"WPA3 will be much harder to attack because of its modern key establishment protocol called Simultaneous Authentication of Equals (SAE).
Well sure, until someone accidentally figures out how to hack that, too.
The folks behind the password-cracking tool Hashcat claim they've found a new way to crack some wireless network passwords in far less time than previously needed. Jens Steube, creator of the open-source software, said the new technique, discovered by accident, would potentially allow someone to get all the information they …
I've got three - one at home, one at work, one as a spare that I'll never need, since they Just. Don't. Break. Ever. It is indeed the keyboard for those that type for a living, bar none.
Gotta pop the keycaps off and wash them every year or so, but the mechanism itself has never failed or gotten erratic.
I only have four here, all with manufacturing stickers from 1988 on.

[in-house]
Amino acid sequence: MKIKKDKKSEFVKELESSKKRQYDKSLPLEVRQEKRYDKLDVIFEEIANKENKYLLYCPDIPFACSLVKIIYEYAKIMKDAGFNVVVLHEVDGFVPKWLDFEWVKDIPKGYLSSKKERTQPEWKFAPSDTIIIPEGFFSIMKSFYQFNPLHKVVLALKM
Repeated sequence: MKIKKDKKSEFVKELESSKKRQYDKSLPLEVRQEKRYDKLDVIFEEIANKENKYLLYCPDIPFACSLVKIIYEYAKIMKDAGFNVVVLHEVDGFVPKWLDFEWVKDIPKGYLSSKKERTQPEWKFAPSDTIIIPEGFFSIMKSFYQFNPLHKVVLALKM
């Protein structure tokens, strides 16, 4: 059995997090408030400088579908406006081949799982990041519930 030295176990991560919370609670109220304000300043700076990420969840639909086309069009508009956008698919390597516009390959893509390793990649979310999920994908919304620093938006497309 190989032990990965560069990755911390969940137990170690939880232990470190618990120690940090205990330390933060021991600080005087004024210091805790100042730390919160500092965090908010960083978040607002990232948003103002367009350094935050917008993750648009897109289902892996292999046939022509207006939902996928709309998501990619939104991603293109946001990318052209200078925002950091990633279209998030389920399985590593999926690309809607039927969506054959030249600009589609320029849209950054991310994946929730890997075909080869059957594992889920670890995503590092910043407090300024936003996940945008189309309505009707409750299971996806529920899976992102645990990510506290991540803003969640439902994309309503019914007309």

one in use and three in case I ever actually manage to wear one out or break it.
since I've been trying to kill this one for 30 years I suspect someone will be gaining 3 boxed model M keyboards in my will.
looking at mine a little more closely it's now due for a decent clean...
this involves popping off all the keys, sticking them in a pair of old football socks and putting them through the washing machine
>>despite all the fearmongering.
Yea, yea, like "Nooooo noooo, you fools, this is all Project Fear." It's magic: whatever problem gets labelled 'Project Fear', makes the problem disappear, irrespective of the actual evidence. Try it- it really works! Oh, you did.
Hmmm. I wonder if anyone's applied this technique elsewhere...
"Project Fear" again would be Project Refear ... now when I was younger (and they were cheaper) I use to love reefers ... these days I've moved to (icon).
Sure, there are security holes everywhere and I take note of them but I don't let them rule my life. There are only two types of security vulnerabilities, those you know about, and those you don't.